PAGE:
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Tin-Can – ultra cool Android messaging app doesn’t need Internet or a cellular connection [Freeware]

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There’s a ton of smartphone messaging apps out there, but they all need some sort of Internet or cellular network connection to work. Which is all fine and dandy, but as we’ve seen with emergency situations in the past, these networks quickly break down when too many people try to access them, or the infrastructure is swept away, as the recent horrible events at the Boston Marathon demonstrate.

Now an innovative new app from Hubski.com founder Mark Katakowski aims to remove the problem, and let people send one to many messages from their phone even if there’s no network connection available.

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The Tin-Can app works by using the WiFi connection on your phone to send a message to a nearby handset, which then forwards the message to another nearby phone and so on. Kind of like a digital form of Chinese whispers. When you turn on Tin-Can, your phone looks for other Tin-Can apps running in the area.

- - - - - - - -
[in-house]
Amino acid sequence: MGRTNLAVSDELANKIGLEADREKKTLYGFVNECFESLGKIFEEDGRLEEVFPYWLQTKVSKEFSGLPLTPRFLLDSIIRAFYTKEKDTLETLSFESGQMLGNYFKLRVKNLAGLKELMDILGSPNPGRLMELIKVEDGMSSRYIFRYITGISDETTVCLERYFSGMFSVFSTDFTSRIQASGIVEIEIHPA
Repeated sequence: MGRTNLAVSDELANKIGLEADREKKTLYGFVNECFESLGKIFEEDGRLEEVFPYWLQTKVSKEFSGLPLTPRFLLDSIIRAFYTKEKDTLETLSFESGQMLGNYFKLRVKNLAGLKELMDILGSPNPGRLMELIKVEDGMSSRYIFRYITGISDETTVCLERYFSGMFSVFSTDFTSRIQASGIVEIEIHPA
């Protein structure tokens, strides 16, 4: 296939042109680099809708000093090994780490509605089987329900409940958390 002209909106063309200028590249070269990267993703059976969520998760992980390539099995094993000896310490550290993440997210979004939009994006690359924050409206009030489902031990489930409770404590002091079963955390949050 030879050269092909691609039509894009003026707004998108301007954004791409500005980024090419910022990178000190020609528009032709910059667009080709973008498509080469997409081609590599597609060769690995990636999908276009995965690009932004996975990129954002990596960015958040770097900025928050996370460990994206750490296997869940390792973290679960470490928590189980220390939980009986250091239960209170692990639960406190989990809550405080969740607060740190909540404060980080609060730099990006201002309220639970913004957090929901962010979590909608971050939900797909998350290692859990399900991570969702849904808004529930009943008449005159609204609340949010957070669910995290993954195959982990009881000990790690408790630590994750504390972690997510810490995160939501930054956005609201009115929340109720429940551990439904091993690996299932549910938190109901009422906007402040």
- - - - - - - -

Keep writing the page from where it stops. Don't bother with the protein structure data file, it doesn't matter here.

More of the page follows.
If two Tin-Can apps locate each other, they automatically exchange the messages that they don’t share in common. As a Tin-Can user, you can choose to see all the messages arriving on your phone or only messages from those Tin-Can users you subscribe to. All messages are public, but at the same time there is no way to tell which message came from which phone.

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Because the app is based on the relatively short range of a handset’s WiFi radio, it’s not really suitable for messaging over long distances, but for things such as conferences, demonstrations, festivals or sudden emergency situations such as the Boston Bombings, it can easily transmit messages by hopping from phone to phone.

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The other cool thing about the app is it’s totally anonymous. The messages only contain the username, a time stamp and the message (max of 220 characters), and the app automatically deletes messages that are over 90 days old. Users can also instantly change their username as in IRC, which is great for user privacy.

You can find out more information about the app from the Hubski community or by contacting the small development team at [email protected]. It’s a very cool idea and we’ll be watching closely to see how it goes.

Nigel is the managing editor of the Red Ferret, as well as a freelance columnist for the Sunday Times newspaper in London. Loves tech and fancies himself as a bit of a futurist, but then don’t we all?

Nigel – who has written posts on The Red Ferret Journal.


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